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There is light at the end of the tunnel #coronavirus


What a crazy & surreal 10 days it’s been.

I’ve started writing this email several times this week and each time not made it to the finish because the situation just keeps changing every day.

Since the coronavirus was officially upgraded to a pandemic by the World Heath Organisation just over a week ago, there has been a frenzy of activity from Governments around the world to try to slow the spread of the virus.

To ‘flatten the curve’ so as to reduce the peak load on our health services and save as many lives as possible.

To achieve this we’ve been asked to minimise contact with other people through social distancing and self isolation (staying home).

International travel has been severely limited with many countries quickly imposing bans on all non-citizens/residents from crossing their borders.

This has left many people stranded on cruise ships and in countries that are not their home.

Our eldest daughter Savanna has been living and studying/working in England for the past 18 months.

But with the situation changing so rapidly and the prospect of her being there by herself over the coming months and not able to fly out, we put her on a plane on Thursday and she is now safely back under our roof. 

A massive relief.

People have been scrambling to cancel overseas trips, including us.

We were booked to fly to the UK to visit Savanna and to attend Jen’s nieces wedding in May but that trip is now cancelled.

We’ve seen the progressive banning of large public gatherings to the point where virtually all organised events have been cancelled.

Including all upcoming Caravan, Camping & 4WD Shows for months ahead.

In order to protect the indigenous communities who are more vulnerable to the coronavirus, the tip of Cape York is closed to outside travellers and most other indigenous communities across the country have also limited visitor access.

Travellers intending to visit the Kimberley are being asked to reschedule their trips.

It’s absolutely gut wrenching when I think about the tourism and hospitality businesses that are being impacted by this – and of course other business’s as well.

As if the drought and bushfires were not enough, now we’ll have no inbound tourists into Australia for at least 6 months and probably more.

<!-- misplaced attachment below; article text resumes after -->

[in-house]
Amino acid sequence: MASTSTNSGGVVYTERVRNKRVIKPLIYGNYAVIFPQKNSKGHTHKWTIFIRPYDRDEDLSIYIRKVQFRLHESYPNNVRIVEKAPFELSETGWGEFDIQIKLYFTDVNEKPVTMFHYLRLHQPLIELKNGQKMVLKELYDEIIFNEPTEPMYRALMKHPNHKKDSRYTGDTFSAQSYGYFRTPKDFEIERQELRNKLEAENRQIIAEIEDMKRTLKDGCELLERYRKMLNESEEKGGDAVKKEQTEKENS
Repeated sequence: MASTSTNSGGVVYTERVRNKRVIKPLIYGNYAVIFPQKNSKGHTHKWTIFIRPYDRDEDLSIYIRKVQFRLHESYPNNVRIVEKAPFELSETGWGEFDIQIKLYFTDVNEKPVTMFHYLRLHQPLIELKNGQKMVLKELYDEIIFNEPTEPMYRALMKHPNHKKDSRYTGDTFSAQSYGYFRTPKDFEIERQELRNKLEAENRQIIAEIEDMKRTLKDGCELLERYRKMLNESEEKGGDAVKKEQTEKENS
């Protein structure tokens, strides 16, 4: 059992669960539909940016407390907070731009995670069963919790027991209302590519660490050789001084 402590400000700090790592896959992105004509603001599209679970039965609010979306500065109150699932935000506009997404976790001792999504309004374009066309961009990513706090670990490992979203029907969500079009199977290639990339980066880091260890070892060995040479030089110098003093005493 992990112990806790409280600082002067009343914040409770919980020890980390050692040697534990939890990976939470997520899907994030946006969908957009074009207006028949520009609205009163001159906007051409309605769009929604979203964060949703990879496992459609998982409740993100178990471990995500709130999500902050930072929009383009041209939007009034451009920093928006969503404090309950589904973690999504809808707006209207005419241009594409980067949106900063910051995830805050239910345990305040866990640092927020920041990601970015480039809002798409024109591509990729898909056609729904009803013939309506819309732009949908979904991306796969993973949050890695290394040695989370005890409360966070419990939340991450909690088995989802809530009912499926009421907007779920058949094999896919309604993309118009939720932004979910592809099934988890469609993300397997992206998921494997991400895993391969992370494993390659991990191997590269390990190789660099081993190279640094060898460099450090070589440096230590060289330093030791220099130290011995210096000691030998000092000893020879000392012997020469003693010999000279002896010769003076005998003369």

And to make matters worse, states and territories are now closing their borders and enforcing a mandatory 14 day self isolation for new arrivals with only a few exemptions (health care workers, transport drivers & other essential services).

Tasmania has already closed it’s borders, the Northern Territory has confirmed theirs will be closing next week and as of this morning, South Australia is looking like doing the same.

This will have the effect of creating a wall in the middle of the country and make it practically impossible to travel outside of our home states.

With the inevitable drop in visitor numbers this will bring we’re starting to see caravan parks and campgrounds announce that they are closing or at least considering it and waiting to see what happens.

Many tourist attractions have also announced in recent days their intention to close.

If you were planning to start your Big Lap any time in the next 6 months then it would seem at this stage that postponing it is the only practical decision to make.

Staying closer to home with so much uncertainty at the moment is likely more appealing for most people anyway.

For travellers currently on the road and with no home base to return to and no friends/relatives close by to stay with, then I’d be actively looking for somewhere to setup a longer term base camp where you can ’self isolate’ and wait it out.

Somewhere in or near to a major regional town so you have access to supermarkets, facilities, resources, mobile phone range and the Internet.

There is light at the end of the tunnel

We will get past this and the tougher it is in the short term the less the loss of life and the impact on the economy will be in the long term.